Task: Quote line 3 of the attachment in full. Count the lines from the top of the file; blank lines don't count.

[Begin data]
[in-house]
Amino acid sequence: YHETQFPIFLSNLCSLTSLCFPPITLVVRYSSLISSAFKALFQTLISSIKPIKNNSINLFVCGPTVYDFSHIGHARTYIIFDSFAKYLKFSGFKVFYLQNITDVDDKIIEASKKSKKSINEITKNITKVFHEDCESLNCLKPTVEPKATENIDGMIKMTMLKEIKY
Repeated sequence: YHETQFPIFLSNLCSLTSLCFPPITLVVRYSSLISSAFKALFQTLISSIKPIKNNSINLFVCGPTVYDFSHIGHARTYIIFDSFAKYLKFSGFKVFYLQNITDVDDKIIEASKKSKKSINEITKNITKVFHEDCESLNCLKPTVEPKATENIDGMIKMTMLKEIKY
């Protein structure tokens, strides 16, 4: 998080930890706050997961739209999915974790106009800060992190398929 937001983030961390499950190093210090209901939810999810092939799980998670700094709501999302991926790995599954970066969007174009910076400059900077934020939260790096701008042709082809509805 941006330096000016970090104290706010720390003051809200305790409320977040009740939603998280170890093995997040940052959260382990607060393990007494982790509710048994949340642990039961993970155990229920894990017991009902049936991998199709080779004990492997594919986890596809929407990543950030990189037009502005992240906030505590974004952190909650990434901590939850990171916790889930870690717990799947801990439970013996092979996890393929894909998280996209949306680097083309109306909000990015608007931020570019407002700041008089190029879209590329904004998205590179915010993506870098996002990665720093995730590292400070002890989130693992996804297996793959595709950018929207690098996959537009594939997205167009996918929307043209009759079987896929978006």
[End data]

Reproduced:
Repeated sequence: YHETQFPIFLSNLCSLTSLCFPPITLVVRYSSLISSAFKALFQTLISSIKPIKNNSINLFVCGPTVYDFSHIGHARTYIIFDSFAKYLKFSGFKVFYLQNITDVDDKIIEASKKSKKSINEITKNITKVFHEDCESLNCLKPTVEPKATENIDGMIKMTMLKEIKY